Thursday, March 3, 2011


“Do not quarrel on the journey” (Gen. 45:24). Joseph admonished his brothers with these words as they departed from Egypt for Canaan. He knew something about their nature. They had a propensity for angry disputes--that’s what the word “quarrel” means.

Joseph’s counsel to his brothers is good counsel for us all. A similar admonition is found in Phil. 2:14, “Do all things without grumbling or disputing.” God has likewise spoken to us—“Do not quarrel on the journey.”

We are prone to do it. The two year old doesn’t have to be taught to fight over toys. The kids in the back seat on a long trip are prone to quarrel over insignificant matters. We, as humans, don’t need to be taught to quarrel—it is in our Adamic DNA. Cain murdered his brother Abel--mankind has been quarreling ever since.

“What is the source of quarrels and conflicts among you? Is not the source your pleasures that wage war in your members? You lust and do not have so you commit murder. And you are envious and cannot obtain; so you fight and quarrel” (James 4:1-2). The fountainhead of quarrels is our lusts. The lust of the flesh (to do), the lust of the eyes (to have), and the boastful pride of life (to be) give rise to many quarrel causing concerns. To do, to have, to be—these desires lie at the heart of all quarrels. The flesh demands satisfaction of these desires, whatever the cost—even if it leads to angry disputes and destruction of relationships.

And the flesh will do anything to get want it wants. “The deeds of the flesh are…enmities, strife, jealousy, outbursts of anger, disputes, dissensions, factions, envying…“ (Gal. 5:20-21). Such sins are a recipe for spiritual disaster in a life, in a marriage, or in a church.

God has saved us, in part, to rescue us from ourselves. He has so worked through His Son to reconcile us to Himself and to one another (Eph. 2:16). He has indwelt us with His Spirit such that we may “through love, serve one another” (Gal. 5:13). He is at work to transform us from our old selfish and demanding ways, into the selfless and giving nature of Christ. In Christ, relationships can and do work. The servant-minded believer, the loving marriage, the love-filled church all testify to the power of Christ to save and transform.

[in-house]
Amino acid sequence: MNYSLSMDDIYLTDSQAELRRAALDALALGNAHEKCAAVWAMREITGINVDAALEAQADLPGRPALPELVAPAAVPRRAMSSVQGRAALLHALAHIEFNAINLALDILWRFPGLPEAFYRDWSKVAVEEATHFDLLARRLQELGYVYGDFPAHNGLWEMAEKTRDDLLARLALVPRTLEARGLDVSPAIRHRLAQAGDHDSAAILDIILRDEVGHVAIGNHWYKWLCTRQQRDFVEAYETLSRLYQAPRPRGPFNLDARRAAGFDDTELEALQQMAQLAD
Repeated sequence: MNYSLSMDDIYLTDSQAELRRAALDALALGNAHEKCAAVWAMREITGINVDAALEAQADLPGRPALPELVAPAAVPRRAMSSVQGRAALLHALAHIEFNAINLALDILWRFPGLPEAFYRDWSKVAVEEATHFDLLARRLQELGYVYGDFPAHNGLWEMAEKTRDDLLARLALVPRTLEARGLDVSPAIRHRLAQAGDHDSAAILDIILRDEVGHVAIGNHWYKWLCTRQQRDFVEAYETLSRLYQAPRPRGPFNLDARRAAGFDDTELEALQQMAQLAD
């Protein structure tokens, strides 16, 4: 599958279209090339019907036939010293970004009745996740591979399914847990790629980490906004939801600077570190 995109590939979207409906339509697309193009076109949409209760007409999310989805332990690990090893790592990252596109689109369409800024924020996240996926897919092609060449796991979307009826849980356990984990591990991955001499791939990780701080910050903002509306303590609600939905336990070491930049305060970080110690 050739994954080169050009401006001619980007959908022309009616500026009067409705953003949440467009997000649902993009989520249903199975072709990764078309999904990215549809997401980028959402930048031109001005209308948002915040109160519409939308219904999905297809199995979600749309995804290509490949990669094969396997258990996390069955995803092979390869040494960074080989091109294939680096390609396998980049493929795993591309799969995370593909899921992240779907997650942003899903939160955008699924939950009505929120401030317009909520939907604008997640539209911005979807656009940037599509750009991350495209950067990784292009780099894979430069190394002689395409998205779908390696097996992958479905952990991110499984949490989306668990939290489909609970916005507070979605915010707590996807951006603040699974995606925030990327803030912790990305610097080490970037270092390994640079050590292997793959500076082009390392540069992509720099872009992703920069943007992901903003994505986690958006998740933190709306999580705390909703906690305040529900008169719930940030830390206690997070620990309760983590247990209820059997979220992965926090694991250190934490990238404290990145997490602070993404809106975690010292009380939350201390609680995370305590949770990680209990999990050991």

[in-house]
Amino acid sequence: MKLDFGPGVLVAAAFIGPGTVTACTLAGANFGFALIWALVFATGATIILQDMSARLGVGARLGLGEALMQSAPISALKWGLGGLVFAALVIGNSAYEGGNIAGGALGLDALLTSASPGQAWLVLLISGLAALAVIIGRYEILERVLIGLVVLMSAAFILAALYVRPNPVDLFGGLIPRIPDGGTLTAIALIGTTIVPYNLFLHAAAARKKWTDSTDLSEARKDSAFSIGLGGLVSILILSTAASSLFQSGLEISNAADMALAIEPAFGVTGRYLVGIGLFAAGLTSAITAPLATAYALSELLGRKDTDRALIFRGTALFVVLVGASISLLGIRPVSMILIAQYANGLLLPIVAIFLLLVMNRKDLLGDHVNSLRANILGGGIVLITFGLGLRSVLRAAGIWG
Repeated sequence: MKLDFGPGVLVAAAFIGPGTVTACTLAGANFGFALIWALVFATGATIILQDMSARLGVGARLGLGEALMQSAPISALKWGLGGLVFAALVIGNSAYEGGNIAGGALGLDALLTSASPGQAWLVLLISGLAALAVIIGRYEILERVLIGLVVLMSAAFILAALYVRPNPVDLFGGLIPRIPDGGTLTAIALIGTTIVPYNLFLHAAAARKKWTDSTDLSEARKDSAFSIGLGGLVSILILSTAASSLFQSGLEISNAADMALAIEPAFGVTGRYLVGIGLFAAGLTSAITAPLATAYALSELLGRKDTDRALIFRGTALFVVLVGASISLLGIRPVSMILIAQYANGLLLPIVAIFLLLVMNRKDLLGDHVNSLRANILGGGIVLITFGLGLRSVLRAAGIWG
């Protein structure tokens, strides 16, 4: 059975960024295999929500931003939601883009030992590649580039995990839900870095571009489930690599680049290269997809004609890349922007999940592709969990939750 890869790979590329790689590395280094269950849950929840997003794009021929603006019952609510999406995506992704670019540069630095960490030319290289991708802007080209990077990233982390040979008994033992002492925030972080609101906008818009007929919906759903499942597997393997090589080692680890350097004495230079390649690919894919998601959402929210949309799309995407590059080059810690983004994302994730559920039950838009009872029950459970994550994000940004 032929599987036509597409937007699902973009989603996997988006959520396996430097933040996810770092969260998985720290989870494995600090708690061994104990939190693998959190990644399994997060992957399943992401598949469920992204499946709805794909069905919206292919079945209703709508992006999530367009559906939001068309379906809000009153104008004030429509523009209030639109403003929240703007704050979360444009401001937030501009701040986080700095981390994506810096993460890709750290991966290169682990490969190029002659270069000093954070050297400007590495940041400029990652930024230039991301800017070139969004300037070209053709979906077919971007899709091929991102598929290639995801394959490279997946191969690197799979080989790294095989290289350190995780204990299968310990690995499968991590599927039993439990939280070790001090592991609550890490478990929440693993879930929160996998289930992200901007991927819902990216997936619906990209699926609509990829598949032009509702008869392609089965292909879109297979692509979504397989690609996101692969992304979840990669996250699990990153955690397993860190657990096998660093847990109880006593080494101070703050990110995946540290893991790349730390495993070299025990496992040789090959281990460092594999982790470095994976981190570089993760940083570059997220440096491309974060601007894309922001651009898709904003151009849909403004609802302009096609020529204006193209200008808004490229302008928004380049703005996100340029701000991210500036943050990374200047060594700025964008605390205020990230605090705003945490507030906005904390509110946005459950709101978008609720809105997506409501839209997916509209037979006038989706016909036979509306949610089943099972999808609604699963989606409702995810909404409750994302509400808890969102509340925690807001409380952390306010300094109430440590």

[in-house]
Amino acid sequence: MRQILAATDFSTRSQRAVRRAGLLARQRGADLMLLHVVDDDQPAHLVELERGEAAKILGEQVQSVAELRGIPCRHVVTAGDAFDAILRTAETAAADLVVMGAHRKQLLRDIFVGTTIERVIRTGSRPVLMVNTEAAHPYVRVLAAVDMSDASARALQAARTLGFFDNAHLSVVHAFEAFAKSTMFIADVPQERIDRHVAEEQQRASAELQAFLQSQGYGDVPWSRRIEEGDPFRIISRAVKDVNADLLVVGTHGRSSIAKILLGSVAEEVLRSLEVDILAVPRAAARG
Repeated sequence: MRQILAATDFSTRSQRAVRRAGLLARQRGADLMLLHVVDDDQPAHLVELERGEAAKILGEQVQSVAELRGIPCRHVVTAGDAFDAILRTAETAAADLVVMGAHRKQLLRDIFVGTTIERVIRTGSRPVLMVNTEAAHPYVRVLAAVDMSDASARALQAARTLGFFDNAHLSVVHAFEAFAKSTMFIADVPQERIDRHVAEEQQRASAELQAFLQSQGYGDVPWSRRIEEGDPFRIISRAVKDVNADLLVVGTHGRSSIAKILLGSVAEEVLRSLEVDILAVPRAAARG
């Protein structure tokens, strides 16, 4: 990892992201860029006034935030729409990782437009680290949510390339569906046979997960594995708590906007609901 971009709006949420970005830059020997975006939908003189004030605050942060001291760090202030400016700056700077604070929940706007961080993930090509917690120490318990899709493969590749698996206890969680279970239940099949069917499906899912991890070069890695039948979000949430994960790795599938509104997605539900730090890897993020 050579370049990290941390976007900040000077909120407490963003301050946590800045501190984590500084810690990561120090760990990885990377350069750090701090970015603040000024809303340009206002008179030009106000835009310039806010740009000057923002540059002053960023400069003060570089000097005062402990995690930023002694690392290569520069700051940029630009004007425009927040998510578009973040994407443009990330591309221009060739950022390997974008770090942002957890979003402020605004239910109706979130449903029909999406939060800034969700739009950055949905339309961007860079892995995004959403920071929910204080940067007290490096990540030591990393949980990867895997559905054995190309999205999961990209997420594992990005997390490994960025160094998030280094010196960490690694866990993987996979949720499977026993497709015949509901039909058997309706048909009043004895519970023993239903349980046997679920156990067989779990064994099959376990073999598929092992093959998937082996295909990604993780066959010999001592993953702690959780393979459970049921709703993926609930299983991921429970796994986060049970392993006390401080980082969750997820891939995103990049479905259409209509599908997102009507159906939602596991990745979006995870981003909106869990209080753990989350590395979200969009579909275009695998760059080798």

Joseph’s brothers didn’t have any reason to quarrel on the journey. He had sent them on their way with “ten donkeys loaded with the best things of Egypt, and ten female donkeys loaded with grain and bread and sustenance” (Gen. 45:23). They were well provided for. Not only that, their brother was the Prime Minister of Egypt. “The best of the land of Egypt” (Gen. 45:20) had been promised to them.

Likewise the believer in Christ has been blessed beyond measure with all that is needful for the journey of life. He has “granted to us everything pertaining to life and godliness” (2 Pet. 1:3). He has “blessed us with every spiritual blessing in the heavenly places in Christ” (Eph. 1:3). Rom. 8:32 likewise assures us: “He who did not spare His own Son, but delivered Him up for us all, how will He not also with Him freely give us all things?” Why argue over crumbs that fall from the table if you have been served a bounteous feast? In the person of Christ Himself we have “unfathomable riches” (Eph. 3:8). Why quarrel then over pennies?

Mary Estabrook, now with Jesus in heaven, once shared with me how she had served in WW2 as a nurse and witnessed many unspeakable horrors. That experience changed her henceforth—as a mother she forbade her children from quarreling with each other. In so doing she left behind a wonderful legacy. You have the freedom to quarrel now, with others, if you choose. Your joy (in the journey) and your testimony (along the way) will, of course, be diminished. But one day the journey will end and it will end in a place where all quarreling will cease. What a glorious place that will be! Let’s not quarrel on the journey—we need to learn to get along--we’re going to be together for a long time!

Pastor Jerry

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